As many as five cars could carry this emblem in the 2014 IndyCar Series. (LAT photo)
With 2012 IndyCar Series champion Ryan Hunter-Reay under contract and the recent re-signing of Marco Andretti and James Hinchcliffe, Andretti Autosport is drawing closer to finalizing its fourth driver for its 2014 IndyCar campaign.
Indy 500 runner-up Carlos Munoz, who just completed his second season of Firestone Indy Lights with the Michael Andretti-owned operation, is coming off a star performance as a stand-in for Andretti's E.J. Viso at Fontana, and after months of work behind the scenes, is drawing closer to becoming the team's fourth full-time IndyCar driver.
“We're getting really close on Munoz,” Andretti Autosport Sr. VP John Lopes told RACER. “We're not ready to make any statements, but our people and Carlos's people are working very hard to get the last bit done and I'm starting to feel good about it.”
Andretti Autosport ran four cars this season, with a fifth for Munoz during the month of May, and despite the lack of clarity with Viso's future, Lopes, who also serves as the team's chief marketing officer, is confident the team will be back with at least four cars.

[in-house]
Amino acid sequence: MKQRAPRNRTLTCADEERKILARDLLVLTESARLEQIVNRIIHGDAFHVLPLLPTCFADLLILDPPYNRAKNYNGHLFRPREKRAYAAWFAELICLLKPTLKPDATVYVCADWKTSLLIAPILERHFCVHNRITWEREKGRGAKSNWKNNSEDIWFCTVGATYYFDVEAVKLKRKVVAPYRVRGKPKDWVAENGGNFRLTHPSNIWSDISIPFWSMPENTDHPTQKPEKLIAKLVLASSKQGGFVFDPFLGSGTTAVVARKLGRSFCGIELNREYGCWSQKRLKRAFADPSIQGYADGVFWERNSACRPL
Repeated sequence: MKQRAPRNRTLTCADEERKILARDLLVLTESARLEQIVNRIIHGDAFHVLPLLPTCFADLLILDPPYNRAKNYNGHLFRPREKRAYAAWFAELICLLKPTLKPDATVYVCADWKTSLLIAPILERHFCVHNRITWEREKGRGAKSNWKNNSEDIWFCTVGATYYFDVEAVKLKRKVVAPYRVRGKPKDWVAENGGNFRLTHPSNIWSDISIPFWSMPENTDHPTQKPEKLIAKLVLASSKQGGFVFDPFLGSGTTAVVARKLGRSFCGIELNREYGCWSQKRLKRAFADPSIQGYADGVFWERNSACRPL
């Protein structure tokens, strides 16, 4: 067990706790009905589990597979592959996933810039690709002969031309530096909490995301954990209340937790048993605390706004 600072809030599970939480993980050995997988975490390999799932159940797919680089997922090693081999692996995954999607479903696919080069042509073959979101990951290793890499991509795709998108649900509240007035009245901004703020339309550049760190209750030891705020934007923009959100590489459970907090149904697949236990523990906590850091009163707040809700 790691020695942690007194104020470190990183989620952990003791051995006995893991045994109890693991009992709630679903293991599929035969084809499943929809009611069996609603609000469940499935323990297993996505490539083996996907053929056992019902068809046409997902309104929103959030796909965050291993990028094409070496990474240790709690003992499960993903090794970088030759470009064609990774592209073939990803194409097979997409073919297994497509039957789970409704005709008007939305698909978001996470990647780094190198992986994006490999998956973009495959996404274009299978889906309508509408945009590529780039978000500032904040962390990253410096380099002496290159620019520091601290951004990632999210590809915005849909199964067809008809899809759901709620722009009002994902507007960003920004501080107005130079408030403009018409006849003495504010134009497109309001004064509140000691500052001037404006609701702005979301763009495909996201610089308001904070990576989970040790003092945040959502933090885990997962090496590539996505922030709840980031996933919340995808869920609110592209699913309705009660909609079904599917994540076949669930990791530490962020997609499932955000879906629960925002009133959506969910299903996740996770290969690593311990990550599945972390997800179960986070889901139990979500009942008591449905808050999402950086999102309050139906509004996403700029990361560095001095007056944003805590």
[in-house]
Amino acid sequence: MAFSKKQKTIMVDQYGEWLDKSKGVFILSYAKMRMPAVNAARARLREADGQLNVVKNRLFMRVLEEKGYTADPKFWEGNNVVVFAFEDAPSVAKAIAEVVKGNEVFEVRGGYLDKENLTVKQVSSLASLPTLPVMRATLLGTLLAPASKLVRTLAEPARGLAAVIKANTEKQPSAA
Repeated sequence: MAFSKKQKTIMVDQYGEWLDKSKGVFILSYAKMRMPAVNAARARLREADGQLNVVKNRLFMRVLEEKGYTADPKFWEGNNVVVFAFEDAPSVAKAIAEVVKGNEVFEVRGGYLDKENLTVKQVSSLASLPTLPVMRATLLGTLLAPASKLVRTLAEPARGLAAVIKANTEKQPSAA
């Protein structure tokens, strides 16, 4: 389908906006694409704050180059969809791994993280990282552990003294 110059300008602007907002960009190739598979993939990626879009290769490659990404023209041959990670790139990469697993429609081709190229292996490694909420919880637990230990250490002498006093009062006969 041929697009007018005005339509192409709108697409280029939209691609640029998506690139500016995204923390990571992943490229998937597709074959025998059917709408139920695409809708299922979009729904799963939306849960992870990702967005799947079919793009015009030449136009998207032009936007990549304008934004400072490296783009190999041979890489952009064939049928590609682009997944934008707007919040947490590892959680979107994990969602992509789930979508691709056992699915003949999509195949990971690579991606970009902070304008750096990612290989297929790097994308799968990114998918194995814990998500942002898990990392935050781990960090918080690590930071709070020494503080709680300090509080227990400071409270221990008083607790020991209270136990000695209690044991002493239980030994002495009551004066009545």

“We're going to operate the [Viso] car,” he added. “The news is we'll be running a minimum of four cars, and we're close on the fifth car, but that isn't ready to be announced.”
Viso, who told this writer his absence at Fontana stemmed from eating tainted oysters which led to stomach issues, had been evaluating his option for 2014 prior to the IndyCar season finale. With his manager, former Indy car ace Adrian Fernandez, searching for the best deal available, Viso's modest annual budget led him to consider a switch to the new TUDOR United SportsCar Championship.
The recent announcement of an investigation involving Venezuelan drivers and their state-sponsored motor racing activities has resulted in many questions about their respective futures. It's unclear if Viso, who has carried branding from Venezuelan petroleum company PDVSA and its subsidiary Citgo since joining the IndyCar Series, will be affected by whatever findings are made by his government.
It's too early to tell whether Viso will return to Andretti, but if he does, Lopes says it wouldn't necessarily be in an open-wheel car.
“We had an excellent experience with E.J. this year, he's always welcome back — we'd love to have him back,” he noted. “We've been looking at some IndyCar stuff, some sports car stuff, and some other series. We had a very positive experience with E.J. and hope we can continue to work together.”